American and Japanese officials will take another stab Wednesday at resolving a dispute over relocation of a US Marine air base on Okinawa. The dispute has revealed cracks in the US-Japan alliance and deepened concerns in Washington over Japan as a partner in East Asian security.
Japanese Prime Minister Yukio Hatoyama’s deadline of May 31 for finding a solution is fast approaching, but the two sides’ demands are seemingly still far apart. The prospect of Mr. Hatoyama’s government falling because of the issue is rising, both Japanese and US East Asia experts say.
Perhaps the only thing standing in the way of that outcome is that no attractive alternatives to Hatoyama are waiting in the wings. Japan has already had four prime ministers in four years.
Still, more months of a weak leader in Tokyo who is unable to make good on a campaign commitment to build a more equal and mature relationship with the United States will only send Washington elsewhere for more reliable Asian partners, the experts add.
The dispute stems from rejection by Hatoyama – prime minister since last September – of a 2006 US-Japan troop-realignment agreement that moves 8,000 marines from Okinawa to Guam. The agreement also calls for replacing Okinawa’s Futenma Marine air base, located near a crowded city, to a more remote site.
Hatoyama came into office promising to move Futenma, unpopular with local residents, off Okinawa and perhaps even to a location outside Japan.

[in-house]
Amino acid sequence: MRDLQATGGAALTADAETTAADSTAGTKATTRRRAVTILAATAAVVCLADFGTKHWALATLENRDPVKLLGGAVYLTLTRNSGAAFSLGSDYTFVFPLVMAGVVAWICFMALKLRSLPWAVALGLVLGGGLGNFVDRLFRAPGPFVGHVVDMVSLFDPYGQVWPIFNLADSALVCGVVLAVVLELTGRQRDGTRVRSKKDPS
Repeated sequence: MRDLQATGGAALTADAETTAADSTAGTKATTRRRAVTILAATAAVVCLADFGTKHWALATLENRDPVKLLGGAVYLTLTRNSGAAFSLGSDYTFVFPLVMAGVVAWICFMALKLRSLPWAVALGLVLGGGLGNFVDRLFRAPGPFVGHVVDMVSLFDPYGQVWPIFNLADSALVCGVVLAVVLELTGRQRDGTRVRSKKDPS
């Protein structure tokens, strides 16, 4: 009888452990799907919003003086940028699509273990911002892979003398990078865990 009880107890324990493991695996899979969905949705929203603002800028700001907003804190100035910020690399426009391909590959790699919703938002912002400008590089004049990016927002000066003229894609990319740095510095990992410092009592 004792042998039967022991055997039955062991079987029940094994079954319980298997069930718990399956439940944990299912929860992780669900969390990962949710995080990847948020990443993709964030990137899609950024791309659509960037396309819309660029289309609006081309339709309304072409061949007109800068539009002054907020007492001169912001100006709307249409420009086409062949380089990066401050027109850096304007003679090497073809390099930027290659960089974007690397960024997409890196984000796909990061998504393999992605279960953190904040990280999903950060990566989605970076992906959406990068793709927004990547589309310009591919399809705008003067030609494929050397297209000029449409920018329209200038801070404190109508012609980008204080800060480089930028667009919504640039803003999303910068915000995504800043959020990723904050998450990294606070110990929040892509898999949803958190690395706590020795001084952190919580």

Last week, he appeared to concede that Futenma would remain on Okinawa. According to reports from Tokyo this week, he has settled on a compromise, to be presented to Washington, to move the base to a distant site. At least one runway would be built on pilings in a bay to reduce environmental impact.
Noting that Hatoyama has waffled repeatedly on deadlines and altered pronouncements based on his audience, Mr. Klingner says a joke circulating in Tokyo paints a devastating picture of the prime minister’s leadership on the issue.
“Who’s the most influential on Mr. Hatoyama?” asks the joke, according to Klingner, who just returned to Washington from Japan. “Whoever last talked to him.”
An air base of 2,000 marines may seem like an unlikely straw to break the back of a six-decade-old alliance. But, Klingner says, US officials worry that the Futenma row is a sign of more indecisiveness and political upheaval to come from Japan over defense and security issues.
“They [US officials] see Futenma not as a one-off, but as a potential harbinger of things to come,” he says.
In arguing the case for a Marine air base on Okinawa, US officials have followed a mistaken path, Klingner believes, by emphasizing the “soft” or humanitarian tasks the marines could be deployed to quickly instead of focusing more on the “hard” or security role.
One outcome of that approach is that nonmilitary arguments have been allowed to dominate the debate. That, in turn, may have convinced many Japanese that the base is not really an essential feature.
The outcome, says Klingner, is that “we’re shooting ourselves in the foot simply to accommodate the local Okinawan population.”
[Editor's note: The original subhead of this story mistakenly implied that the Pentagon was prepared to shrink the size of a Marine air base on Okinawa.]